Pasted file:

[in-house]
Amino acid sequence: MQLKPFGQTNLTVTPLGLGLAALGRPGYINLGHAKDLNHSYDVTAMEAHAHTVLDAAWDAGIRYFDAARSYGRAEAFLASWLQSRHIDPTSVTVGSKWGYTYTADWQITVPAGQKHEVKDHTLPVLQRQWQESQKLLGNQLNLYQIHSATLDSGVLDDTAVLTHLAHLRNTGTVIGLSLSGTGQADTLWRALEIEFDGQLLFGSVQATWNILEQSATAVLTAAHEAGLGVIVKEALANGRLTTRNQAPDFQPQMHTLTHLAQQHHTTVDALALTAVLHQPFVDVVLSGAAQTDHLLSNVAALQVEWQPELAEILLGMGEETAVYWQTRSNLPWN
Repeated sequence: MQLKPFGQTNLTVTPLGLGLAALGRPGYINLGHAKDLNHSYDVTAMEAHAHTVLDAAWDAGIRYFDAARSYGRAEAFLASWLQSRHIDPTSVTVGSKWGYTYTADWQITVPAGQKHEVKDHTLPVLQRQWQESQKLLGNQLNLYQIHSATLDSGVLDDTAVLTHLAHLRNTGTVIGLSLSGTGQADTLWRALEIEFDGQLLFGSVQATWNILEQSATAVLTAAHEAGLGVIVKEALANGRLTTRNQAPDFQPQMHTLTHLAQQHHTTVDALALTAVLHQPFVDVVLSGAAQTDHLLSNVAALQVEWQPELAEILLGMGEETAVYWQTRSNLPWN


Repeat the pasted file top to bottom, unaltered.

[in-house]
Amino acid sequence: MQLKPFGQTNLTVTPLGLGLAALGRPGYINLGHAKDLNHSYDVTAMEAHAHTVLDAAWDAGIRYFDAARSYGRAEAFLASWLQSRHIDPTSVTVGSKWGYTYTADWQITVPAGQKHEVKDHTLPVLQRQWQESQKLLGNQLNLYQIHSATLDSGVLDDTAVLTHLAHLRNTGTVIGLSLSGTGQADTLWRALEIEFDGQLLFGSVQATWNILEQSATAVLTAAHEAGLGVIVKEALANGRLTTRNQAPDFQPQMHTLTHLAQQHHTTVDALALTAVLHQPFVDVVLSGAAQTDHLLSNVAALQVEWQPELAEILLGMGEETAVYWQTRSNLPWN
Repeated sequence: MQLKPFGQTNLTVTPLGLGLAALGRPGYINLGHAKDLNHSYDVTAMEAHAHTVLDAAWDAGIRYFDAARSYGRAEAFLASWLQSRHIDPTSVTVGSKWGYTYTADWQITVPAGQKHEVKDHTLPVLQRQWQESQKLLGNQLNLYQIHSATLDSGVLDDTAVLTHLAHLRNTGTVIGLSLSGTGQADTLWRALEIEFDGQLLFGSVQATWNILEQSATAVLTAAHEAGLGVIVKEALANGRLTTRNQAPDFQPQMHTLTHLAQQHHTTVDALALTAVLHQPFVDVVLSGAAQTDHLLSNVAALQVEWQPELAEILLGMGEETAVYWQTRSNLPWN